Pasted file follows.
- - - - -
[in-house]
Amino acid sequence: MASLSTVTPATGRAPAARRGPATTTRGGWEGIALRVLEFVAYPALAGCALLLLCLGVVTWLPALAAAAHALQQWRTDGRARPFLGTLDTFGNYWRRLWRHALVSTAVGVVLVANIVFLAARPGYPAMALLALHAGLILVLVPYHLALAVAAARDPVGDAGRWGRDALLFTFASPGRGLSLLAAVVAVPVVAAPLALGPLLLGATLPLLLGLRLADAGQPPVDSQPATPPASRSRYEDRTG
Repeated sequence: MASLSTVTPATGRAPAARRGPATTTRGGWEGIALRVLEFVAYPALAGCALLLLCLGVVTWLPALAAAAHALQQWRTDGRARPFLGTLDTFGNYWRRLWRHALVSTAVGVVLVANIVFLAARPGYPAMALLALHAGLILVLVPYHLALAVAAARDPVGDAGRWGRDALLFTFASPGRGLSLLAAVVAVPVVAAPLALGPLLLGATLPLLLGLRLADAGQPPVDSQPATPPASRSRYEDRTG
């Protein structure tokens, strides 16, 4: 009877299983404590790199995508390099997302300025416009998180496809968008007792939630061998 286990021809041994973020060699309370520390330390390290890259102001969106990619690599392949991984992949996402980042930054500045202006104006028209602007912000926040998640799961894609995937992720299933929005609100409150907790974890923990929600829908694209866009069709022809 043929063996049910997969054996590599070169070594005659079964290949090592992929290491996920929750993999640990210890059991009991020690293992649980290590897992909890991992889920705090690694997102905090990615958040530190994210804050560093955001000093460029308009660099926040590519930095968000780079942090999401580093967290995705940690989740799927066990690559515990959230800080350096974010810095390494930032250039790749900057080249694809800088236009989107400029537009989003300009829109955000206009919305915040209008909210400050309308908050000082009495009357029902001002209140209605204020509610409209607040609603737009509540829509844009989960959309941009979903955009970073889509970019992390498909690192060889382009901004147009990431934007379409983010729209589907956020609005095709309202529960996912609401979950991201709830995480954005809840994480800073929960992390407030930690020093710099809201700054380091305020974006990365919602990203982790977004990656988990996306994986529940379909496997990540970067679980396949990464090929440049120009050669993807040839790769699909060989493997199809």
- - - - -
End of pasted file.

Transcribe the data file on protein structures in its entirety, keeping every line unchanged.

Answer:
[in-house]
Amino acid sequence: MASLSTVTPATGRAPAARRGPATTTRGGWEGIALRVLEFVAYPALAGCALLLLCLGVVTWLPALAAAAHALQQWRTDGRARPFLGTLDTFGNYWRRLWRHALVSTAVGVVLVANIVFLAARPGYPAMALLALHAGLILVLVPYHLALAVAAARDPVGDAGRWGRDALLFTFASPGRGLSLLAAVVAVPVVAAPLALGPLLLGATLPLLLGLRLADAGQPPVDSQPATPPASRSRYEDRTG
Repeated sequence: MASLSTVTPATGRAPAARRGPATTTRGGWEGIALRVLEFVAYPALAGCALLLLCLGVVTWLPALAAAAHALQQWRTDGRARPFLGTLDTFGNYWRRLWRHALVSTAVGVVLVANIVFLAARPGYPAMALLALHAGLILVLVPYHLALAVAAARDPVGDAGRWGRDALLFTFASPGRGLSLLAAVVAVPVVAAPLALGPLLLGATLPLLLGLRLADAGQPPVDSQPATPPASRSRYEDRTG
């Protein structure tokens, strides 16, 4: 009877299983404590790199995508390099997302300025416009998180496809968008007792939630061998 286990021809041994973020060699309370520390330390390290890259102001969106990619690599392949991984992949996402980042930054500045202006104006028209602007912000926040998640799961894609995937992720299933929005609100409150907790974890923990929600829908694209866009069709022809 043929063996049910997969054996590599070169070594005659079964290949090592992929290491996920929750993999640990210890059991009991020690293992649980290590897992909890991992889920705090690694997102905090990615958040530190994210804050560093955001000093460029308009660099926040590519930095968000780079942090999401580093967290995705940690989740799927066990690559515990959230800080350096974010810095390494930032250039790749900057080249694809800088236009989107400029537009989003300009829109955000206009919305915040209008909210400050309308908050000082009495009357029902001002209140209605204020509610409209607040609603737009509540829509844009989960959309941009979903955009970073889509970019992390498909690192060889382009901004147009990431934007379409983010729209589907956020609005095709309202529960996912609401979950991201709830995480954005809840994480800073929960992390407030930690020093710099809201700054380091305020974006990365919602990203982790977004990656988990996306994986529940379909496997990540970067679980396949990464090929440049120009050669993807040839790769699909060989493997199809």